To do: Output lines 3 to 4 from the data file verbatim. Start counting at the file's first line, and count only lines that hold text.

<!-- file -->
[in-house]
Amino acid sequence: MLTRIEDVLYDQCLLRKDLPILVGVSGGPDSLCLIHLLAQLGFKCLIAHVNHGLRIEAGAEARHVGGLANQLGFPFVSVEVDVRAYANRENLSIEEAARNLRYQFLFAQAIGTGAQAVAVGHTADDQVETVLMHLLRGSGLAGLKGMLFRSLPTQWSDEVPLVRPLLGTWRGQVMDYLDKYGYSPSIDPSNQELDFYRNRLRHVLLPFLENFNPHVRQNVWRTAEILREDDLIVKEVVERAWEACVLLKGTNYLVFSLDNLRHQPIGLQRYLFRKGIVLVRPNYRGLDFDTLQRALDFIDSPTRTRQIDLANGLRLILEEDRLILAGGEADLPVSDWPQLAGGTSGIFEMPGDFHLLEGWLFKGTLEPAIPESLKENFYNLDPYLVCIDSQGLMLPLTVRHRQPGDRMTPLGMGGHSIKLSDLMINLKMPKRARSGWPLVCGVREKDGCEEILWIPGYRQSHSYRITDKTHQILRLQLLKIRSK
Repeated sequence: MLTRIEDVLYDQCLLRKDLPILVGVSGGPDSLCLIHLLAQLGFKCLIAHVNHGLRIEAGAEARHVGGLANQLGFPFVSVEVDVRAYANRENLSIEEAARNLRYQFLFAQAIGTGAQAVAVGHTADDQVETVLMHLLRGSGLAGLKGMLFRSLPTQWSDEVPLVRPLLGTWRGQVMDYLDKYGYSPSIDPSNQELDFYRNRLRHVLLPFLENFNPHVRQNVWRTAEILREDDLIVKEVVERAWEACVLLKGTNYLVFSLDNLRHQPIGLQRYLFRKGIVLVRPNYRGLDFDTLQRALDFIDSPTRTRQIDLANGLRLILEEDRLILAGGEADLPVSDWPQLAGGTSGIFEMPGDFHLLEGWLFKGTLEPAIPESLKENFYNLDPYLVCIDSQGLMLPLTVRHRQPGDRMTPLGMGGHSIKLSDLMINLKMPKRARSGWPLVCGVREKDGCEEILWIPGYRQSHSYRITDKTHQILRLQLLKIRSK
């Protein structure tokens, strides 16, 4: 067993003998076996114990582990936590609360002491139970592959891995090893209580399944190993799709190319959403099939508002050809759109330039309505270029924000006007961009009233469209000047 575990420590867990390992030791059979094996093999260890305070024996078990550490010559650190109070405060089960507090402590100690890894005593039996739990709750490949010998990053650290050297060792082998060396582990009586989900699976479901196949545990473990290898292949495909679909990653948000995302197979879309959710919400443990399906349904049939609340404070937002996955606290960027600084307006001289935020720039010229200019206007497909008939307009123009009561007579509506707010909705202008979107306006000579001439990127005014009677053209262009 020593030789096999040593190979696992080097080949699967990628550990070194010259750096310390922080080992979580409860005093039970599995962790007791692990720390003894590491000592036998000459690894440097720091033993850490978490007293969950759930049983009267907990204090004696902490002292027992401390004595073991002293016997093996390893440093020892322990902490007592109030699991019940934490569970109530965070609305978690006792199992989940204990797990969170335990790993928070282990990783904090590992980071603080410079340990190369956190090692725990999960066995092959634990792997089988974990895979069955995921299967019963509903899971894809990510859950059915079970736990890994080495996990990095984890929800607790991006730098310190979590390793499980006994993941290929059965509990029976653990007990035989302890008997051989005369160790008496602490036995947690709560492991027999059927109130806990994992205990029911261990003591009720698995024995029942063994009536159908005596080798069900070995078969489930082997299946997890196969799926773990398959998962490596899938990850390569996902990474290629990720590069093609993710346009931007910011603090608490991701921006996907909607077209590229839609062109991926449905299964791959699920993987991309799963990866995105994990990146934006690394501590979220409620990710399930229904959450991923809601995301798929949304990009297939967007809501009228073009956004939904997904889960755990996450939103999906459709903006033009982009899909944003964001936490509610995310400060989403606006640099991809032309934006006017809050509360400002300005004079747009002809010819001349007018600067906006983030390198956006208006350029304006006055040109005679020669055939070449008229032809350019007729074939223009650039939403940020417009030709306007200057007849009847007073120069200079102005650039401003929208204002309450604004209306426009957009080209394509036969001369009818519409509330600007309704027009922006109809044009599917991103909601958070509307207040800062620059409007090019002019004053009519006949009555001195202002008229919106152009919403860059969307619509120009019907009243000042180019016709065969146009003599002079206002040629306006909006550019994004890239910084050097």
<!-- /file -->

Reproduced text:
Repeated sequence: MLTRIEDVLYDQCLLRKDLPILVGVSGGPDSLCLIHLLAQLGFKCLIAHVNHGLRIEAGAEARHVGGLANQLGFPFVSVEVDVRAYANRENLSIEEAARNLRYQFLFAQAIGTGAQAVAVGHTADDQVETVLMHLLRGSGLAGLKGMLFRSLPTQWSDEVPLVRPLLGTWRGQVMDYLDKYGYSPSIDPSNQELDFYRNRLRHVLLPFLENFNPHVRQNVWRTAEILREDDLIVKEVVERAWEACVLLKGTNYLVFSLDNLRHQPIGLQRYLFRKGIVLVRPNYRGLDFDTLQRALDFIDSPTRTRQIDLANGLRLILEEDRLILAGGEADLPVSDWPQLAGGTSGIFEMPGDFHLLEGWLFKGTLEPAIPESLKENFYNLDPYLVCIDSQGLMLPLTVRHRQPGDRMTPLGMGGHSIKLSDLMINLKMPKRARSGWPLVCGVREKDGCEEILWIPGYRQSHSYRITDKTHQILRLQLLKIRSK
């Protein structure tokens, strides 16, 4: 067993003998076996114990582990936590609360002491139970592959891995090893209580399944190993799709190319959403099939508002050809759109330039309505270029924000006007961009009233469209000047 575990420590867990390992030791059979094996093999260890305070024996078990550490010559650190109070405060089960507090402590100690890894005593039996739990709750490949010998990053650290050297060792082998060396582990009586989900699976479901196949545990473990290898292949495909679909990653948000995302197979879309959710919400443990399906349904049939609340404070937002996955606290960027600084307006001289935020720039010229200019206007497909008939307009123009009561007579509506707010909705202008979107306006000579001439990127005014009677053209262009 020593030789096999040593190979696992080097080949699967990628550990070194010259750096310390922080080992979580409860005093039970599995962790007791692990720390003894590491000592036998000459690894440097720091033993850490978490007293969950759930049983009267907990204090004696902490002292027992401390004595073991002293016997093996390893440093020892322990902490007592109030699991019940934490569970109530965070609305978690006792199992989940204990797990969170335990790993928070282990990783904090590992980071603080410079340990190369956190090692725990999960066995092959634990792997089988974990895979069955995921299967019963509903899971894809990510859950059915079970736990890994080495996990990095984890929800607790991006730098310190979590390793499980006994993941290929059965509990029976653990007990035989302890008997051989005369160790008496602490036995947690709560492991027999059927109130806990994992205990029911261990003591009720698995024995029942063994009536159908005596080798069900070995078969489930082997299946997890196969799926773990398959998962490596899938990850390569996902990474290629990720590069093609993710346009931007910011603090608490991701921006996907909607077209590229839609062109991926449905299964791959699920993987991309799963990866995105994990990146934006690394501590979220409620990710399930229904959450991923809601995301798929949304990009297939967007809501009228073009956004939904997904889960755990996450939103999906459709903006033009982009899909944003964001936490509610995310400060989403606006640099991809032309934006006017809050509360400002300005004079747009002809010819001349007018600067906006983030390198956006208006350029304006006055040109005679020669055939070449008229032809350019007729074939223009650039939403940020417009030709306007200057007849009847007073120069200079102005650039401003929208204002309450604004209306426009957009080209394509036969001369009818519409509330600007309704027009922006109809044009599917991103909601958070509307207040800062620059409007090019002019004053009519006949009555001195202002008229919106152009919403860059969307619509120009019907009243000042180019016709065969146009003599002079206002040629306006909006550019994004890239910084050097």